Bus  0, device   4, function  3:
    Bridge: Intel Corporation 82371AB PIIX4 ACPI (rev 2).
      IRQ 9.
  Bus  0, device   9, function  0:
    Ethernet controller: Lite-On Communications Inc LNE100TX (rev 33).
      IRQ 5.
      Master Capable.  Latency=32.  
      I/O at 0xd000 [0xd0ff].
      Non-prefetchable 32 bit memory at 0xe3000000 [0xe30000ff].
  Bus  0, device  12, function  0:
    VGA compatible controller: S3 Inc. ViRGE/DX or /GX (rev 1).
      IRQ 11.
      Master Capable.  Latency=32.  Min Gnt=4.Max Lat=255.
      Non-prefetchable 32 bit memory at 0xdc000000 [0xdfffffff].

This output shows a list of all PCI devices, sorted in the order of bus, device, and function. Beyond providing the name and version of the device, this list also gives detailed IRQ information so an administrator can quickly look for conflicts.

TipTip
 

To get a more readable version of this information, type:

/sbin/lspci -vb

5.2.26. /proc/slabinfo

This file gives information about memory usage on the slab level. Linux kernels greater than version 2.2 use slab pools to manage memory above the page level. Commonly used objects have their own slab pools. The following is a portion of a typical /proc/slabinfo virtual file:

slabinfo - version: 1.1
kmem_cache            64     68    112    2    2    1
nfs_write_data         0      0    384    0    0    1
nfs_read_data          0    160    384    0   16    1
nfs_page               0    200     96    0    5    1
ip_fib_hash           10    113     32    1    1    1
journal_head          51   7020     48    2   90    1
revoke_table           2    253     12    1    1    1
revoke_record          0      0     32    0    0    1
clip_arp_cache         0      0    128    0    0    1
ip_mrt_cache           0      0     96    0    0    1

The values in this file occur in the following order: cache name, number of active objects, number of total objects, size of the object, number of active slabs (blocks) of the objects, total number of slabs of the objects, and the number of pages per slab.

Note that active in this case means an object is in use.

5.2.27. /proc/stat

This file keeps track of a variety of different statistics about the system since it was last restarted. The contents of /proc/stat, which can be quite long, begins something like this:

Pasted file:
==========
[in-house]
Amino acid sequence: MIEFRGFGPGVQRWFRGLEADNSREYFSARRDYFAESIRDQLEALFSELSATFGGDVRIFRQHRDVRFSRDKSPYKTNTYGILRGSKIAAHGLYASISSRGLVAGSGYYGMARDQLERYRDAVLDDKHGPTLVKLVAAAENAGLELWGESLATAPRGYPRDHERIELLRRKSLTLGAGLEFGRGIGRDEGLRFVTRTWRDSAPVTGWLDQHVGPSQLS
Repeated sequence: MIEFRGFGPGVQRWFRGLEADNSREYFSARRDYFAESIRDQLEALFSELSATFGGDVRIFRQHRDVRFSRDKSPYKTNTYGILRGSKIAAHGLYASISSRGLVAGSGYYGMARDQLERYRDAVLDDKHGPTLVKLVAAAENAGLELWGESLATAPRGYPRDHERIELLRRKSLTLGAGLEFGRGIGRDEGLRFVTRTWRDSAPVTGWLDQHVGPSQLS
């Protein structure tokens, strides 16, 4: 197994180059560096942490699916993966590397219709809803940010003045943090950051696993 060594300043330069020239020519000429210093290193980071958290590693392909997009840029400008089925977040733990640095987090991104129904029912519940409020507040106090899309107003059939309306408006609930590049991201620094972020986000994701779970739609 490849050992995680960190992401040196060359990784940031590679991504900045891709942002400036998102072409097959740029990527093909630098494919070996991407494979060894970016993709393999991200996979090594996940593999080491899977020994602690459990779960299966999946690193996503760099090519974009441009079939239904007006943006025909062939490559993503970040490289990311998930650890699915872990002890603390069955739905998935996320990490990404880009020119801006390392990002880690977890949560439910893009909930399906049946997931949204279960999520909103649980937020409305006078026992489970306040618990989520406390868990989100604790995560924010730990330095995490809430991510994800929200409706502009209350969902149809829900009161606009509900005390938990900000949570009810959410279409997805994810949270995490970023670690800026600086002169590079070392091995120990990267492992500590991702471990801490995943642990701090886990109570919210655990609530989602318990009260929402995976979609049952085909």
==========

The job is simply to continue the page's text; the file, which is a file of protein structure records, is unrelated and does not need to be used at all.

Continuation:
cpu  1139111 3689 234449 84378914
cpu0 1139111 3689 234449 84378914
page 2675248 8567956
swap 10022 19226
intr 93326523 85756163 174412 0 3 3 0 6 0 1 0 428620 0 60330 0 1368304 5538681
disk_io: (3,0):(1408049,445601,5349480,962448,17135856) 
ctxt 27269477
btime 886490134
processes 206458

Some of the more popular statistics include:

  • cpu — Measures the number of jiffies (1/100 of a second) that the system has been in user mode, user mode with low priority (nice), system mode, and in idle task, respectively. The total for all CPUs is given at the top, while each individual CPU is listed below with its own statistics.

  • page — The number of memory pages the system has written in and out to disk.

  • swap — The number of swap pages the system has brought in and out.

  • intr — The number of interrupts the system has experienced.

  • btime — The boot time, measured in the number of seconds since January 1, 1970, otherwise known as the epoch.

5.2.28. /proc/swaps

This file measures swap space and its utilization. For a system with only one swap partition, the output of /proc/swap may look similar to this:

Filename     Type       Size    Used   Priority
/dev/hda6    partition  136512  20024  -1

While some of this information can be found in other files in the /proc/ directory, /proc/swap provides a snapshot of every swap file name, the type of swap space, the total size, and the amount of this space that is in use (in kilobytes). The priority column is useful when multiple swap files are in use. The lower the priority, the more likely the swap file is to be used.

5.2.29. /proc/uptime

This file contains information detailing how long the system has been on since its last restart. The output of /proc/uptime is quite minimal:

350735.47 234388.90

The first number is the total number of seconds the system has been up. The second number is how much of that time the machine has spent idle, in seconds.

5.2.30. /proc/version

This file specifies the version of the Linux kernel and gcc in use, as well as the version of Red Hat Linux installed on the system:

Linux version 2.4.20-0.40 (user@foo.redhat.com)(gcc version 3.2.1 20021125
(Red Hat Linux 8.0 3.2.1-1)) #1 Tue Dec 3 20:50:18 EST 2002

This information is used for a variety of purposes, including the version data presented when a user logs in.

© Copyright 2003-2014 www.php-editors.com. The ultimate PHP Editor and PHP IDE site.